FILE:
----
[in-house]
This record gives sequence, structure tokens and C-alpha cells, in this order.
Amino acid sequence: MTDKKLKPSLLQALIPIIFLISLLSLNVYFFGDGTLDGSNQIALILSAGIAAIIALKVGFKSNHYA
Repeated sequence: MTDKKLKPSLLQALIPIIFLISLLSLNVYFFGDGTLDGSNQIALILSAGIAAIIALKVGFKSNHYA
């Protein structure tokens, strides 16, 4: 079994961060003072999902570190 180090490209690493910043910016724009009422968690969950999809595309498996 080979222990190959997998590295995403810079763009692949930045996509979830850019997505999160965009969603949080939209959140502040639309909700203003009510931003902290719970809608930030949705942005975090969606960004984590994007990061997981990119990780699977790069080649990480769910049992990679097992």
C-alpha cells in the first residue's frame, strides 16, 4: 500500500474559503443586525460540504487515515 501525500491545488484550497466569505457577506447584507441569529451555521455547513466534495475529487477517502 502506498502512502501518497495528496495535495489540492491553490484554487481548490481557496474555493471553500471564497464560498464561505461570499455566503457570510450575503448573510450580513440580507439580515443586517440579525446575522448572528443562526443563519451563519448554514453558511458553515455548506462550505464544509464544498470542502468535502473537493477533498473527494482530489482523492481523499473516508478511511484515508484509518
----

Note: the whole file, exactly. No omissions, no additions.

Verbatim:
[in-house]
This record gives sequence, structure tokens and C-alpha cells, in this order.
Amino acid sequence: MTDKKLKPSLLQALIPIIFLISLLSLNVYFFGDGTLDGSNQIALILSAGIAAIIALKVGFKSNHYA
Repeated sequence: MTDKKLKPSLLQALIPIIFLISLLSLNVYFFGDGTLDGSNQIALILSAGIAAIIALKVGFKSNHYA
């Protein structure tokens, strides 16, 4: 079994961060003072999902570190 180090490209690493910043910016724009009422968690969950999809595309498996 080979222990190959997998590295995403810079763009692949930045996509979830850019997505999160965009969603949080939209959140502040639309909700203003009510931003902290719970809608930030949705942005975090969606960004984590994007990061997981990119990780699977790069080649990480769910049992990679097992």
C-alpha cells in the first residue's frame, strides 16, 4: 500500500474559503443586525460540504487515515 501525500491545488484550497466569505457577506447584507441569529451555521455547513466534495475529487477517502 502506498502512502501518497495528496495535495489540492491553490484554487481548490481557496474555493471553500471564497464560498464561505461570499455566503457570510450575503448573510450580513440580507439580515443586517440579525446575522448572528443562526443563519451563519448554514453558511458553515455548506462550505464544509464544498470542502468535502473537493477533498473527494482530489482523492481523499473516508478511511484515508484509518